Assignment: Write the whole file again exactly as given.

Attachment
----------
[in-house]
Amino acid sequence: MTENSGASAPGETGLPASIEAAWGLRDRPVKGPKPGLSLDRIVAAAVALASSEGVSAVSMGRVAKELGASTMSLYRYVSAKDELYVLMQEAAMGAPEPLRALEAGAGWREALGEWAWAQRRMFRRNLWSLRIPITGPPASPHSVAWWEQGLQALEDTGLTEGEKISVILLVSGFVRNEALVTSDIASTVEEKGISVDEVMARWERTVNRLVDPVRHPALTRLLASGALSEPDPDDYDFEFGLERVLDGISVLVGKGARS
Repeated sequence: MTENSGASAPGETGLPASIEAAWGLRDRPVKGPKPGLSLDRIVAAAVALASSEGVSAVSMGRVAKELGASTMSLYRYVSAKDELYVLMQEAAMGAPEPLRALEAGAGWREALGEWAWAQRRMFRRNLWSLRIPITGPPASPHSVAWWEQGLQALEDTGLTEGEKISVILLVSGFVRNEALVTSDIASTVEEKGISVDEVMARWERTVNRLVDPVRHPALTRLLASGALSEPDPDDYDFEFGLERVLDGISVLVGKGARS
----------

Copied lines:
[in-house]
Amino acid sequence: MTENSGASAPGETGLPASIEAAWGLRDRPVKGPKPGLSLDRIVAAAVALASSEGVSAVSMGRVAKELGASTMSLYRYVSAKDELYVLMQEAAMGAPEPLRALEAGAGWREALGEWAWAQRRMFRRNLWSLRIPITGPPASPHSVAWWEQGLQALEDTGLTEGEKISVILLVSGFVRNEALVTSDIASTVEEKGISVDEVMARWERTVNRLVDPVRHPALTRLLASGALSEPDPDDYDFEFGLERVLDGISVLVGKGARS
Repeated sequence: MTENSGASAPGETGLPASIEAAWGLRDRPVKGPKPGLSLDRIVAAAVALASSEGVSAVSMGRVAKELGASTMSLYRYVSAKDELYVLMQEAAMGAPEPLRALEAGAGWREALGEWAWAQRRMFRRNLWSLRIPITGPPASPHSVAWWEQGLQALEDTGLTEGEKISVILLVSGFVRNEALVTSDIASTVEEKGISVDEVMARWERTVNRLVDPVRHPALTRLLASGALSEPDPDDYDFEFGLERVLDGISVLVGKGARS